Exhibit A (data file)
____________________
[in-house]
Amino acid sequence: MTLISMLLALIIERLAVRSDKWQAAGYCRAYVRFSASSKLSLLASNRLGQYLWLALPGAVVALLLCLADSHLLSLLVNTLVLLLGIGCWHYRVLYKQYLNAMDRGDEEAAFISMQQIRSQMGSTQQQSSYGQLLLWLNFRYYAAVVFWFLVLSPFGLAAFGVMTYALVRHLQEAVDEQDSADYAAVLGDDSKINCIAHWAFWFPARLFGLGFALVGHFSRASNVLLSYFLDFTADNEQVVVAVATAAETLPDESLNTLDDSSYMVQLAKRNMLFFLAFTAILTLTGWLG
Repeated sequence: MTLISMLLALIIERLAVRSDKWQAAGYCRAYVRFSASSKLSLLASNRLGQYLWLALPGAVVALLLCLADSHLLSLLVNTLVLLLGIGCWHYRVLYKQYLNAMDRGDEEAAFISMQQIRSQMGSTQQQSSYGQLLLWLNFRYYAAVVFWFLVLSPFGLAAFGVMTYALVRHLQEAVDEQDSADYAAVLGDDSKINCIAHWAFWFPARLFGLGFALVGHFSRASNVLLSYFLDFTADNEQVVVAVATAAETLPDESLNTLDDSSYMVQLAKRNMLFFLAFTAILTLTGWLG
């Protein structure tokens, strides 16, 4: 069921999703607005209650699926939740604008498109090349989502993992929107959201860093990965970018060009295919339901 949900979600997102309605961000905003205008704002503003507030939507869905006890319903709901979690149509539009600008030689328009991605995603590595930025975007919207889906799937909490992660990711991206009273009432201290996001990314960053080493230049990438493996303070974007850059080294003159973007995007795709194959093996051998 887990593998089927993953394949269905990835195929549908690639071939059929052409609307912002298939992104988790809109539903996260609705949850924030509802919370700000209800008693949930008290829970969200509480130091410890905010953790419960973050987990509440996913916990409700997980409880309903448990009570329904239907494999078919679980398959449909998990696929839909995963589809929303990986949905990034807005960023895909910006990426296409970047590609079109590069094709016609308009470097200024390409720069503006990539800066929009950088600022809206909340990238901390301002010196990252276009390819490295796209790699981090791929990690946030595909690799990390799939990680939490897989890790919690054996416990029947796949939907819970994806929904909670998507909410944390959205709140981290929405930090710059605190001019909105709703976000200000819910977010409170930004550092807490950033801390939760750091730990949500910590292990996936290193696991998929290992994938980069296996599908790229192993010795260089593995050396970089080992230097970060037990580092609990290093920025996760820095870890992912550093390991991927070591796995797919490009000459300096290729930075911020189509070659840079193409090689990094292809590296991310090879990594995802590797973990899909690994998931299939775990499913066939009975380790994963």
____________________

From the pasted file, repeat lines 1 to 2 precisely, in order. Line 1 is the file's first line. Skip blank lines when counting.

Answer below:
[in-house]
Amino acid sequence: MTLISMLLALIIERLAVRSDKWQAAGYCRAYVRFSASSKLSLLASNRLGQYLWLALPGAVVALLLCLADSHLLSLLVNTLVLLLGIGCWHYRVLYKQYLNAMDRGDEEAAFISMQQIRSQMGSTQQQSSYGQLLLWLNFRYYAAVVFWFLVLSPFGLAAFGVMTYALVRHLQEAVDEQDSADYAAVLGDDSKINCIAHWAFWFPARLFGLGFALVGHFSRASNVLLSYFLDFTADNEQVVVAVATAAETLPDESLNTLDDSSYMVQLAKRNMLFFLAFTAILTLTGWLG